It may seem, at first blush, an unlikely connection: Leon Botstein, the president of Bard, one of the country’s most progressive colleges, and Jeffrey Epstein, the disgraced billionaire accused of sexually abusing teenage girls.

But reporting from The Wall Street Journal this week showed that Dr. Botstein did not just pursue Mr. Epstein hoping to raise money, he did so repeatedly. He made frequent visits to Mr. Epstein’s Upper East Side townhouse, and Mr. Epstein and his entourage hopped by helicopter to Bard’s lush campus in the Hudson Valley.

Dr. Botstein said in interviews with The New York Times that the visits were all about funding for Bard — for the school’s commitment to social justice, its prisoner education program, its liberal arts mission. Bard calls itself “a private college for the public good.”

“People don’t understand what this job is,” he said, adding, “You cannot pick and choose, because among the very rich is a higher percentage of unpleasant and not very attractive people. Capitalism is a rough system.”

In defending his pursuit of Mr. Epstein and candidly describing the burden of raising money, Dr. Botstein gave insight into how the need to attract dollars can appear to run headlong into an academic institution’s stated values.

Mr. Epstein gave prolifically to many charities and universities, including Harvard and M.I.T., and the Wall Street Journal report showed that his network of contacts was wider than had been thought, including prominent figures like the linguist Noam Chomsky and Lawrence Summers, the former Treasury secretary and president of Harvard. Dr. Summers sought money for a poetry foundation, led by his wife, Elisa New, a Harvard literature professor. Mr. Summers declined to comment.

“Would we accept money from Jeffrey Epstein today? No,” Dr. Botstein said, describing the former donor as a “monster” and “truly evil man.” “We had no idea, the public record had no indication, that he was anything more than an ordinary — if you could say such a thing — sex offender who had been convicted and went to jail.”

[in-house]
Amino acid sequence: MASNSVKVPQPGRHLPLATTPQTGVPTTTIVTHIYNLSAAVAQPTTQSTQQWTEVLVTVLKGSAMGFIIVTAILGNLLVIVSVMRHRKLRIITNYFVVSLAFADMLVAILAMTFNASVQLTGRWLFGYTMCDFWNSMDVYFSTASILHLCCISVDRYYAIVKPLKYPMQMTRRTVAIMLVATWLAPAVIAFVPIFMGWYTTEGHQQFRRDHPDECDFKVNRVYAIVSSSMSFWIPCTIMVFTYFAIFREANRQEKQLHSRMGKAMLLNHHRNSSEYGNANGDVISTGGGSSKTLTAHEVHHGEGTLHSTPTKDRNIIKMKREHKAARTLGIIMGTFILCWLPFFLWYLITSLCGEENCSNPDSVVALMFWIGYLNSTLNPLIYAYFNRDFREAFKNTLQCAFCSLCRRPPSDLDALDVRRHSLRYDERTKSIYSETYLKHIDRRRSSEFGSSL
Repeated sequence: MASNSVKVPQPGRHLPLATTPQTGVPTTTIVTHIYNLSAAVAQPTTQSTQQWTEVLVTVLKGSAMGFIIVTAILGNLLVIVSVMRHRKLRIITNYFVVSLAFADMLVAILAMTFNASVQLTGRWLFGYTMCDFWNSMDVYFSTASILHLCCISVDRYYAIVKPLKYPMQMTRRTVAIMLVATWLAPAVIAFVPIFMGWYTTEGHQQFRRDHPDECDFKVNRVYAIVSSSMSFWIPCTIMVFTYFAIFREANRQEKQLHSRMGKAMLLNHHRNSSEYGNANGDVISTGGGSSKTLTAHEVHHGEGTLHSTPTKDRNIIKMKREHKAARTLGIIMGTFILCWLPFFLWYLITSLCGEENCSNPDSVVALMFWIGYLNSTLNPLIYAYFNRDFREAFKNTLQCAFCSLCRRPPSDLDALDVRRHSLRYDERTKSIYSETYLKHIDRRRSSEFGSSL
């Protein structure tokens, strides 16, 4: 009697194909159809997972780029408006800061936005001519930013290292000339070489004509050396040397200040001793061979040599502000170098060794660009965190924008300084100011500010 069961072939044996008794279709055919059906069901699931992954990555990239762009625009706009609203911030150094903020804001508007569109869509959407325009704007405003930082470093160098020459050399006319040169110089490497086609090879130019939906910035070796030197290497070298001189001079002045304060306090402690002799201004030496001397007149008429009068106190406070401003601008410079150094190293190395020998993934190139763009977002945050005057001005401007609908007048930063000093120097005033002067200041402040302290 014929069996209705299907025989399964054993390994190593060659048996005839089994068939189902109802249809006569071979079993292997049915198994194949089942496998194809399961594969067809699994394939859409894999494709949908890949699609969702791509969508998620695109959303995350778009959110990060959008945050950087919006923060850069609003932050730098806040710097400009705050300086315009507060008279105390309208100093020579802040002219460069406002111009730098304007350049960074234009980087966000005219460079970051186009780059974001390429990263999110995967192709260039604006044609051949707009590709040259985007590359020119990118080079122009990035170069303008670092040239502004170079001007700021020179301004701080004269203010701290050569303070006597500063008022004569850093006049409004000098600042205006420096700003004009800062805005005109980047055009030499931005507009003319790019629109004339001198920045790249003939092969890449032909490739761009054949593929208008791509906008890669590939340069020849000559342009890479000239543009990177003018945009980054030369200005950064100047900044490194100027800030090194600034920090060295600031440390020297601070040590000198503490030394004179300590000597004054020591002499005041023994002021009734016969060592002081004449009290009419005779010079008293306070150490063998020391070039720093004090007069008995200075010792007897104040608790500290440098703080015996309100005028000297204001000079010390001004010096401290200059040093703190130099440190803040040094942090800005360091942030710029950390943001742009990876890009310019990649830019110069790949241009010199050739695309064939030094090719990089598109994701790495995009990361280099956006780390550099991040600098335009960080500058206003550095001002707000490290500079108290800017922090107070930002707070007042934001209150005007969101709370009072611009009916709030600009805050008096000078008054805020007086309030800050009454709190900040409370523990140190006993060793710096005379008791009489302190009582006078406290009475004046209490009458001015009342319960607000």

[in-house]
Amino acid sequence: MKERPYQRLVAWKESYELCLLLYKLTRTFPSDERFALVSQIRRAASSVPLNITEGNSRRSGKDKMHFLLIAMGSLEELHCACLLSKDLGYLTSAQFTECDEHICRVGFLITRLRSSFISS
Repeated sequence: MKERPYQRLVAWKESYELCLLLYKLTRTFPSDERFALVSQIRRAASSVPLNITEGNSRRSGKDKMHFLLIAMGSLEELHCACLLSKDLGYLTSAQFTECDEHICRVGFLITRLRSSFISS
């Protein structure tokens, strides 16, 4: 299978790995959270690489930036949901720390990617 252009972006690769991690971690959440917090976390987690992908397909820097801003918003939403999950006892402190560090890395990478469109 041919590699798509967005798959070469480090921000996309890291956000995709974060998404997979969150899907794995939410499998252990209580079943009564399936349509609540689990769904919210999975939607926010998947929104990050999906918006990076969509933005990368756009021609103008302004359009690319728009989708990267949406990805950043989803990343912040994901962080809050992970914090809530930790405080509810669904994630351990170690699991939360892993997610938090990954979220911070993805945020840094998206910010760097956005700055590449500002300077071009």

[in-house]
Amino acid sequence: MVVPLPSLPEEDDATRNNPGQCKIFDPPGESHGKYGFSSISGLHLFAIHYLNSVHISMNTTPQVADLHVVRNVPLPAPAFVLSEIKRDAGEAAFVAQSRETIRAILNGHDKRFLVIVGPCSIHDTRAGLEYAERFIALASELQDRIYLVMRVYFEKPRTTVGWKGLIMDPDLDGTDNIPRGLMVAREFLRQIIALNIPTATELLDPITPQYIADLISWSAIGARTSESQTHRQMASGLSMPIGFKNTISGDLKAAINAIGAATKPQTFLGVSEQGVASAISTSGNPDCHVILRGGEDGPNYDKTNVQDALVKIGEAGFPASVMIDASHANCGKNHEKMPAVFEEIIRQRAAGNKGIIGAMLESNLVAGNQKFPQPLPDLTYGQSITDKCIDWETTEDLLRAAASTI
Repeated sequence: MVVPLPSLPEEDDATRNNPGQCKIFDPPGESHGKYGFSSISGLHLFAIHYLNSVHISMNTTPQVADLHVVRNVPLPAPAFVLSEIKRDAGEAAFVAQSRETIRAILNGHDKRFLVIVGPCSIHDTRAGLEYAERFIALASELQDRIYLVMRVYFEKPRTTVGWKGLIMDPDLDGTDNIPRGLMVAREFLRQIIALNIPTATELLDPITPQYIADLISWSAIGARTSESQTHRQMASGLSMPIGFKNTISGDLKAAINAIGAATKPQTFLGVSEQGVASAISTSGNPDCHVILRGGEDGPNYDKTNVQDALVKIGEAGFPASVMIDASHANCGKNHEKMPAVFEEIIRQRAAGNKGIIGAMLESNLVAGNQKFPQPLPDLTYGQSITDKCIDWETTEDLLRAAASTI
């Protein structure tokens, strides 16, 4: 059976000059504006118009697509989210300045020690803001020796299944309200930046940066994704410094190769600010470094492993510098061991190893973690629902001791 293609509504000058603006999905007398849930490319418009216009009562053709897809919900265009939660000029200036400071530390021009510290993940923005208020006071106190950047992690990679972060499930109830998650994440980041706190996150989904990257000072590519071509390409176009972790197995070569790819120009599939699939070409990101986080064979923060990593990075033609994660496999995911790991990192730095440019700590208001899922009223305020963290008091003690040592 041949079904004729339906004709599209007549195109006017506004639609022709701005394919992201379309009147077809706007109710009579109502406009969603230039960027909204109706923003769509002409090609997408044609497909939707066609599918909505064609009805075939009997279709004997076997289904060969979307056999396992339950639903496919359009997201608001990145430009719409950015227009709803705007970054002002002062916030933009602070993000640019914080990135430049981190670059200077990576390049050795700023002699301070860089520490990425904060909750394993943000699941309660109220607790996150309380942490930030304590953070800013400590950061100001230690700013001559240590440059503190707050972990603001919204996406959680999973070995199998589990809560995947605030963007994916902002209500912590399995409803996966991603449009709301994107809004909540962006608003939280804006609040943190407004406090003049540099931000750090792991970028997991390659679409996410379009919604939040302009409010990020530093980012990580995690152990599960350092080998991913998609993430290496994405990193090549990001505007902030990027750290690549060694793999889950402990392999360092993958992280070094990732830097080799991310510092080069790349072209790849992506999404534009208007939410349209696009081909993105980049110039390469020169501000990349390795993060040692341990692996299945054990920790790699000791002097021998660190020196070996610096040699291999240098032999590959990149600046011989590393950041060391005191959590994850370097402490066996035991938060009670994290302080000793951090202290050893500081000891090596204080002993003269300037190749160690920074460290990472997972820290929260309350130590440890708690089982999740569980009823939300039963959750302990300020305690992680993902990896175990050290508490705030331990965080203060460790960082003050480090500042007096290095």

Mr. Epstein had been very publicly accused of sexually abusing girls as young as 14. However, he had minimized his legal exposure with high-powered lawyers, settlements that silenced complaints, and a plea deal that short-circuited an F.B.I. investigation.

Bard College, about 100 miles north of New York City, was having a difficult time after the 2008 financial crisis. By 2016, a financial ratings agency had downgraded Bard’s economic outlook, partly because the college had little cash.

After Mr. Epstein gave Bard an unsolicited $75,000 gift in 2011, Dr. Botstein said that he hoped for more donations. The Times had previously reported the gift.

“A guy sent us money, and we followed up,” he said. “It’s a simple story.”

Over the next four or so years, The Wall Street Journal reported, there were two dozen or so visits scheduled with Mr. Epstein, mostly at the financier’s Manhattan townhouse. Mr. Epstein visited Bard to attend an opera in 2013 and a concert in 2016, planning to bring his young female assistants and arrive by helicopter, according to the newspaper.

In an interview, Dr. Botstein said he never witnessed young female assistants around Mr. Epstein, that he was not present when Mr. Epstein’s helicopter arrived, and that he did not remember whether he had met Mr. Epstein during those visits, which he said occurred during the summer when classes were not in session.